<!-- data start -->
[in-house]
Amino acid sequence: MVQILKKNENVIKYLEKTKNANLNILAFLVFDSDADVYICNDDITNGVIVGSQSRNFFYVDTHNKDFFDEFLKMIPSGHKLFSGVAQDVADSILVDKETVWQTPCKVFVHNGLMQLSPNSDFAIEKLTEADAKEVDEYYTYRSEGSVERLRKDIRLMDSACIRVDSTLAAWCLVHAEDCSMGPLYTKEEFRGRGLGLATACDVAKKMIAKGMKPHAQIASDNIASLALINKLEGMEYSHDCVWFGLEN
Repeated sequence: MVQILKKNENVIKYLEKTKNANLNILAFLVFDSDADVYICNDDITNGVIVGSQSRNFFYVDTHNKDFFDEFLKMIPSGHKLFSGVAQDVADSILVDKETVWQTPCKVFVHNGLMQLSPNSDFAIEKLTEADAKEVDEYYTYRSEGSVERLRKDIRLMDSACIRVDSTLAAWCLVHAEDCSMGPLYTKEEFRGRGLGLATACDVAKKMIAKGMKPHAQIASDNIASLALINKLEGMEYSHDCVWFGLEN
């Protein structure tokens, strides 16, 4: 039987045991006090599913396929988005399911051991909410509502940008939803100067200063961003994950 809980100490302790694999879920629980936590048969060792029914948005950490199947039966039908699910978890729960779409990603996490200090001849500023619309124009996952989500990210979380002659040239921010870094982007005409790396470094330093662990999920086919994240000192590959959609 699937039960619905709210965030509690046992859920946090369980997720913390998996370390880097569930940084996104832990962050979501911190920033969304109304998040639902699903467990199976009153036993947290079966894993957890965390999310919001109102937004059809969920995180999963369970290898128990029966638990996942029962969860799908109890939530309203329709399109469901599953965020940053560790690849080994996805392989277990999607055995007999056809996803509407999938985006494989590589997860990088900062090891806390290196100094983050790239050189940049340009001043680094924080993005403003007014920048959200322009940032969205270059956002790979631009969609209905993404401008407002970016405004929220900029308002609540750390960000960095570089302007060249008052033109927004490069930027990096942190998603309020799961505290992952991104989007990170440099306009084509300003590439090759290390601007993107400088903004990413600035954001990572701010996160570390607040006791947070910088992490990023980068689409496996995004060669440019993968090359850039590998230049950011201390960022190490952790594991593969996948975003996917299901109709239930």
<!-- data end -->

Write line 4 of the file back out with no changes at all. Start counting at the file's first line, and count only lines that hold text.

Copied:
């Protein structure tokens, strides 16, 4: 039987045991006090599913396929988005399911051991909410509502940008939803100067200063961003994950 809980100490302790694999879920629980936590048969060792029914948005950490199947039966039908699910978890729960779409990603996490200090001849500023619309124009996952989500990210979380002659040239921010870094982007005409790396470094330093662990999920086919994240000192590959959609 699937039960619905709210965030509690046992859920946090369980997720913390998996370390880097569930940084996104832990962050979501911190920033969304109304998040639902699903467990199976009153036993947290079966894993957890965390999310919001109102937004059809969920995180999963369970290898128990029966638990996942029962969860799908109890939530309203329709399109469901599953965020940053560790690849080994996805392989277990999607055995007999056809996803509407999938985006494989590589997860990088900062090891806390290196100094983050790239050189940049340009001043680094924080993005403003007014920048959200322009940032969205270059956002790979631009969609209905993404401008407002970016405004929220900029308002609540750390960000960095570089302007060249008052033109927004490069930027990096942190998603309020799961505290992952991104989007990170440099306009084509300003590439090759290390601007993107400088903004990413600035954001990572701010996160570390607040006791947070910088992490990023980068689409496996995004060669440019993968090359850039590998230049950011201390960022190490952790594991593969996948975003996917299901109709239930």